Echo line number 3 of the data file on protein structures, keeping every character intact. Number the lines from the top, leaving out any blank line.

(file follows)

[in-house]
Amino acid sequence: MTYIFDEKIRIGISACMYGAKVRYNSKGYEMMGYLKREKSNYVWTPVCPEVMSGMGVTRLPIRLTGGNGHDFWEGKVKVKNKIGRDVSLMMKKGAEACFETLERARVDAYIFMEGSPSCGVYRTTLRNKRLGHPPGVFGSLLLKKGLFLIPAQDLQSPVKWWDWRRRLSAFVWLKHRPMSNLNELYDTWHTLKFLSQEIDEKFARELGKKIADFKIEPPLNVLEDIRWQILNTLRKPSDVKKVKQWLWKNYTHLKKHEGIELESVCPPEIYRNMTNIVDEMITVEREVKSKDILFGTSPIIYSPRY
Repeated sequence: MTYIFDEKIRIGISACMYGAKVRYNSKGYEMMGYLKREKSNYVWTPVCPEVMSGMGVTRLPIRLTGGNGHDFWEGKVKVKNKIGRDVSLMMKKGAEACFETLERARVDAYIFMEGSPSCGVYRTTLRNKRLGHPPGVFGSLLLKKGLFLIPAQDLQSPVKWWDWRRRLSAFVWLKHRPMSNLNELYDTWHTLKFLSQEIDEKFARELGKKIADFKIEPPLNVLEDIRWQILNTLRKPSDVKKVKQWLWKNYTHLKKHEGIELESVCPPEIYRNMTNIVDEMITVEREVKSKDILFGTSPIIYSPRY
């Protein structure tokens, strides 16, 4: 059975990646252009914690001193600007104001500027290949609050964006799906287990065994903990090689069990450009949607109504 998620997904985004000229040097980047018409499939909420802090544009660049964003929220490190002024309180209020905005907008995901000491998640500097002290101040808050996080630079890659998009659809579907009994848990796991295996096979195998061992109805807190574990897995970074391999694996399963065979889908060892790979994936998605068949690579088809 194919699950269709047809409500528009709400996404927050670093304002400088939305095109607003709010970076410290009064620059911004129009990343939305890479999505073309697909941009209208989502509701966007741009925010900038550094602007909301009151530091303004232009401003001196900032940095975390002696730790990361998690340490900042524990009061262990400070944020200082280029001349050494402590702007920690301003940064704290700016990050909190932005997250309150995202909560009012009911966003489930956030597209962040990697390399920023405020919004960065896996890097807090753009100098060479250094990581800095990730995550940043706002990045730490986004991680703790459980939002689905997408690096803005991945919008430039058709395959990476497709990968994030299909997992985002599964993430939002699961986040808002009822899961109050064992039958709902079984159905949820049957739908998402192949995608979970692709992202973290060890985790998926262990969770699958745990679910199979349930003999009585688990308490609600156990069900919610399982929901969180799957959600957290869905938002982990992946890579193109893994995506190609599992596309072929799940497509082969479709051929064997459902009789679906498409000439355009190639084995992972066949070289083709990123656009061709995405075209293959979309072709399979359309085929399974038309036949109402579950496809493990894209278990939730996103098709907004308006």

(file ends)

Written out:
Repeated sequence: MTYIFDEKIRIGISACMYGAKVRYNSKGYEMMGYLKREKSNYVWTPVCPEVMSGMGVTRLPIRLTGGNGHDFWEGKVKVKNKIGRDVSLMMKKGAEACFETLERARVDAYIFMEGSPSCGVYRTTLRNKRLGHPPGVFGSLLLKKGLFLIPAQDLQSPVKWWDWRRRLSAFVWLKHRPMSNLNELYDTWHTLKFLSQEIDEKFARELGKKIADFKIEPPLNVLEDIRWQILNTLRKPSDVKKVKQWLWKNYTHLKKHEGIELESVCPPEIYRNMTNIVDEMITVEREVKSKDILFGTSPIIYSPRY